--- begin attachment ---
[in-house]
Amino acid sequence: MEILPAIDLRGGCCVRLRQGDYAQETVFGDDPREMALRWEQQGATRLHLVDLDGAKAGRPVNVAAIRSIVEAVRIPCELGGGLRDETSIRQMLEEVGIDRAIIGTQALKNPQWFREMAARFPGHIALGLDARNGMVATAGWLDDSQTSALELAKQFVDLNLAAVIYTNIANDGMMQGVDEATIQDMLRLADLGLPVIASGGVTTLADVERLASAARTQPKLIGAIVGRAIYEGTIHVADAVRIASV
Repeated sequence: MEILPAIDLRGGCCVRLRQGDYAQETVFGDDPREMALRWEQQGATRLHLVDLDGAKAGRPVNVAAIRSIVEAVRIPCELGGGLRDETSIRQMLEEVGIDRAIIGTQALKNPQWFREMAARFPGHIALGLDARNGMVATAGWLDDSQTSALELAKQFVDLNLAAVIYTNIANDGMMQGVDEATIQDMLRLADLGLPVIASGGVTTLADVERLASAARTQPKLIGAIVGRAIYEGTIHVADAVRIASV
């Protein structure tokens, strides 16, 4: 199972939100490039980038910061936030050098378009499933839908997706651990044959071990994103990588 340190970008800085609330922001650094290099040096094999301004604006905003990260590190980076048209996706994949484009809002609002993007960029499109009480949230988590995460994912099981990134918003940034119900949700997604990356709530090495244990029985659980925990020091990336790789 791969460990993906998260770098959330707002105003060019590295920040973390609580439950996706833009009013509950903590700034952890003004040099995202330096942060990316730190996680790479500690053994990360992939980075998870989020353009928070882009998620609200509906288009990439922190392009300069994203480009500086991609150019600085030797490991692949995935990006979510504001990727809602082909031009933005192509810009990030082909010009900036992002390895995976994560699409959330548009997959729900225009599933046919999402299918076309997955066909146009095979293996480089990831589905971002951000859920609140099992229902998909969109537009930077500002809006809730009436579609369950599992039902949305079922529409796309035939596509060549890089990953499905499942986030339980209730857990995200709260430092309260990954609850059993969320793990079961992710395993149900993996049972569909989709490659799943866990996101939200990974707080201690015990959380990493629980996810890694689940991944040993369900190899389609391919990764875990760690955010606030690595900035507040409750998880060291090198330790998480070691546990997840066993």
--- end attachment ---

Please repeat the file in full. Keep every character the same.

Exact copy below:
[in-house]
Amino acid sequence: MEILPAIDLRGGCCVRLRQGDYAQETVFGDDPREMALRWEQQGATRLHLVDLDGAKAGRPVNVAAIRSIVEAVRIPCELGGGLRDETSIRQMLEEVGIDRAIIGTQALKNPQWFREMAARFPGHIALGLDARNGMVATAGWLDDSQTSALELAKQFVDLNLAAVIYTNIANDGMMQGVDEATIQDMLRLADLGLPVIASGGVTTLADVERLASAARTQPKLIGAIVGRAIYEGTIHVADAVRIASV
Repeated sequence: MEILPAIDLRGGCCVRLRQGDYAQETVFGDDPREMALRWEQQGATRLHLVDLDGAKAGRPVNVAAIRSIVEAVRIPCELGGGLRDETSIRQMLEEVGIDRAIIGTQALKNPQWFREMAARFPGHIALGLDARNGMVATAGWLDDSQTSALELAKQFVDLNLAAVIYTNIANDGMMQGVDEATIQDMLRLADLGLPVIASGGVTTLADVERLASAARTQPKLIGAIVGRAIYEGTIHVADAVRIASV
């Protein structure tokens, strides 16, 4: 199972939100490039980038910061936030050098378009499933839908997706651990044959071990994103990588 340190970008800085609330922001650094290099040096094999301004604006905003990260590190980076048209996706994949484009809002609002993007960029499109009480949230988590995460994912099981990134918003940034119900949700997604990356709530090495244990029985659980925990020091990336790789 791969460990993906998260770098959330707002105003060019590295920040973390609580439950996706833009009013509950903590700034952890003004040099995202330096942060990316730190996680790479500690053994990360992939980075998870989020353009928070882009998620609200509906288009990439922190392009300069994203480009500086991609150019600085030797490991692949995935990006979510504001990727809602082909031009933005192509810009990030082909010009900036992002390895995976994560699409959330548009997959729900225009599933046919999402299918076309997955066909146009095979293996480089990831589905971002951000859920609140099992229902998909969109537009930077500002809006809730009436579609369950599992039902949305079922529409796309035939596509060549890089990953499905499942986030339980209730857990995200709260430092309260990954609850059993969320793990079961992710395993149900993996049972569909989709490659799943866990996101939200990974707080201690015990959380990493629980996810890694689940991944040993369900190899389609391919990764875990760690955010606030690595900035507040409750998880060291090198330790998480070691546990997840066993």